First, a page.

Hard drive 220 contains operating system and applications software for data processing unit 102, which preferably includes: IBM DOS 7.0, a product of International Business Machines Corporation in Armonk, N.Y.; Windows 3.1, a product of Microsoft Corporation in Redmond, Wash.; and Netscape Navigator, a product of Netscape Communications Corporation in Mountain View, Calif. Data may also be stored on hard drive 220. Modem 222, inserted into a slot mounted sideways on motherboard 202, is preferably a 33.6 kbps modem supporting the V.42bis, V34bis, V.34, V.17 Fax, MNP 1-5, and AT command sets.
Controller 214 is preferably one or more of the 805x family controllers. Controller 214 is continuously powered and, when data processing unit 102 is turned on, monitors the system for a periodic "ping" indicating that data processing unit 102 is operating normally. In the event that controller 214 does not receive a ping within a prescribed timeout period, controller 214 removes power from the system and restarts the system. This may be necessary, for example, when the system experiences a general protection fault. If multiple attempts to restart the system prove unsuccessful, controller 214 shut off data processing unit 102 and signals that service is required through indicators 216. Thus data processing unit 102 is capable of self-recovery without involvement by a user.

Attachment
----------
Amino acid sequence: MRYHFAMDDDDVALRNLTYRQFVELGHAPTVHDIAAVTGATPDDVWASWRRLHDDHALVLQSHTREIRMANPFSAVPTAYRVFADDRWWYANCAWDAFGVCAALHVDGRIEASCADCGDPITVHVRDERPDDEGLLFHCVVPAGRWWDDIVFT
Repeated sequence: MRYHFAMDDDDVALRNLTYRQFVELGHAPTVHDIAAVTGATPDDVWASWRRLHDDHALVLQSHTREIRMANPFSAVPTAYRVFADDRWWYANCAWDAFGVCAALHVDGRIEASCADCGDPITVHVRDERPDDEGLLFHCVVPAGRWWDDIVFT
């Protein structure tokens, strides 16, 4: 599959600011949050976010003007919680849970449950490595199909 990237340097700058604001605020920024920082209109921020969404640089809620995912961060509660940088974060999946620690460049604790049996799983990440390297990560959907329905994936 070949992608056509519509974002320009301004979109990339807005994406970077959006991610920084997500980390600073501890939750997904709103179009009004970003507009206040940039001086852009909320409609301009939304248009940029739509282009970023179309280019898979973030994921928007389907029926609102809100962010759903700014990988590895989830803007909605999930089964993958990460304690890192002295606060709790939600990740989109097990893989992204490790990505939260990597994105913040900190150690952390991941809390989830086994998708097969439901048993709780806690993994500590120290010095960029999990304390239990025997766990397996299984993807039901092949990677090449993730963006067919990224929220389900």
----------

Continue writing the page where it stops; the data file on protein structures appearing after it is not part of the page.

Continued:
Controller 214 also receives and processes input from infrared remote control 106, infrared keyboard, wired keyboard, or wired mouse. When one keyboard or pointing device is used, all others are locked out (ignored) until none have been active for a prescribed period. Then the first keyboard or pointing device to generate activity locks out all others. Controller 214 also directly controls all LED indicators except that indicating modem use and specifies the boot sector selection during any power off-on cycle.